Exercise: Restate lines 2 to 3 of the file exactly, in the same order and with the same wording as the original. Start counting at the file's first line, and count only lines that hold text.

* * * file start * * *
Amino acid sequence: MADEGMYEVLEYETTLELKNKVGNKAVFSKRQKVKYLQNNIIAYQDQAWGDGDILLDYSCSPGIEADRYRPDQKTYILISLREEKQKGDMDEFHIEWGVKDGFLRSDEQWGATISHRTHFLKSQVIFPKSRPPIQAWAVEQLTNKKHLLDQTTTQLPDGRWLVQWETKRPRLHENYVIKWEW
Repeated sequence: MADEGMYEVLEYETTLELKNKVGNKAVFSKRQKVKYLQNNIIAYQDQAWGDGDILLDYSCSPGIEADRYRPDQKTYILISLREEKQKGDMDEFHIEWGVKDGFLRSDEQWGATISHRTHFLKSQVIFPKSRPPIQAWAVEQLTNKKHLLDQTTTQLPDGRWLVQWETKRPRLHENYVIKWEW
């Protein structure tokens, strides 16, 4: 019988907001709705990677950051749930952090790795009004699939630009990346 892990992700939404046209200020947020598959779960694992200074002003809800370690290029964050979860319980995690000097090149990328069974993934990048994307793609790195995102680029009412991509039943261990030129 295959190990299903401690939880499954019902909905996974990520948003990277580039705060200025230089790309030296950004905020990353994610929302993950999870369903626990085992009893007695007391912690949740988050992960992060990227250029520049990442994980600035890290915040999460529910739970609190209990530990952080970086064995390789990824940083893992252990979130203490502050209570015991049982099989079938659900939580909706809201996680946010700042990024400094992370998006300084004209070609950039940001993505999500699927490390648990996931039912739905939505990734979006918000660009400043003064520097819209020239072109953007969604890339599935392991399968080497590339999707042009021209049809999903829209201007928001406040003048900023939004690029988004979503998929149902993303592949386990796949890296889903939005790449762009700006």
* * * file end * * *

Repeated sequence: MADEGMYEVLEYETTLELKNKVGNKAVFSKRQKVKYLQNNIIAYQDQAWGDGDILLDYSCSPGIEADRYRPDQKTYILISLREEKQKGDMDEFHIEWGVKDGFLRSDEQWGATISHRTHFLKSQVIFPKSRPPIQAWAVEQLTNKKHLLDQTTTQLPDGRWLVQWETKRPRLHENYVIKWEW
């Protein structure tokens, strides 16, 4: 019988907001709705990677950051749930952090790795009004699939630009990346 892990992700939404046209200020947020598959779960694992200074002003809800370690290029964050979860319980995690000097090149990328069974993934990048994307793609790195995102680029009412991509039943261990030129 295959190990299903401690939880499954019902909905996974990520948003990277580039705060200025230089790309030296950004905020990353994610929302993950999870369903626990085992009893007695007391912690949740988050992960992060990227250029520049990442994980600035890290915040999460529910739970609190209990530990952080970086064995390789990824940083893992252990979130203490502050209570015991049982099989079938659900939580909706809201996680946010700042990024400094992370998006300084004209070609950039940001993505999500699927490390648990996931039912739905939505990734979006918000660009400043003064520097819209020239072109953007969604890339599935392991399968080497590339999707042009021209049809999903829209201007928001406040003048900023939004690029988004979503998929149902993303592949386990796949890296889903939005790449762009700006």